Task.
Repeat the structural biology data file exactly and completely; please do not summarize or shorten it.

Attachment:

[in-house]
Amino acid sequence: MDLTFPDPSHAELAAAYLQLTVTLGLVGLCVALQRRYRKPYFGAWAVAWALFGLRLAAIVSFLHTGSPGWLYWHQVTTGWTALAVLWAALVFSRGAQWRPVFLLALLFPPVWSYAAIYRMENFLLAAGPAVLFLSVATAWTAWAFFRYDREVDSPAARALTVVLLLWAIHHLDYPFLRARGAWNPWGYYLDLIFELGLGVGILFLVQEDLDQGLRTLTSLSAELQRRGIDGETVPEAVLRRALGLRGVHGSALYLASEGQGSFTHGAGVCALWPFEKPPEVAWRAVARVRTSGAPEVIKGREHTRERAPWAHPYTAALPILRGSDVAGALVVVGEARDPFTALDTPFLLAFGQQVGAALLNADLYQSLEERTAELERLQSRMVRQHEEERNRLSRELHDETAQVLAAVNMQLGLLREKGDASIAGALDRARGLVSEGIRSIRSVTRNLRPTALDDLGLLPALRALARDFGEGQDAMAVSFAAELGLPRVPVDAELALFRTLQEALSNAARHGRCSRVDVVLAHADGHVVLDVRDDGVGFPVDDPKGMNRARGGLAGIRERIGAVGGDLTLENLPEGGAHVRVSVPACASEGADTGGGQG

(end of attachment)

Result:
[in-house]
Amino acid sequence: MDLTFPDPSHAELAAAYLQLTVTLGLVGLCVALQRRYRKPYFGAWAVAWALFGLRLAAIVSFLHTGSPGWLYWHQVTTGWTALAVLWAALVFSRGAQWRPVFLLALLFPPVWSYAAIYRMENFLLAAGPAVLFLSVATAWTAWAFFRYDREVDSPAARALTVVLLLWAIHHLDYPFLRARGAWNPWGYYLDLIFELGLGVGILFLVQEDLDQGLRTLTSLSAELQRRGIDGETVPEAVLRRALGLRGVHGSALYLASEGQGSFTHGAGVCALWPFEKPPEVAWRAVARVRTSGAPEVIKGREHTRERAPWAHPYTAALPILRGSDVAGALVVVGEARDPFTALDTPFLLAFGQQVGAALLNADLYQSLEERTAELERLQSRMVRQHEEERNRLSRELHDETAQVLAAVNMQLGLLREKGDASIAGALDRARGLVSEGIRSIRSVTRNLRPTALDDLGLLPALRALARDFGEGQDAMAVSFAAELGLPRVPVDAELALFRTLQEALSNAARHGRCSRVDVVLAHADGHVVLDVRDDGVGFPVDDPKGMNRARGGLAGIRERIGAVGGDLTLENLPEGGAHVRVSVPACASEGADTGGGQG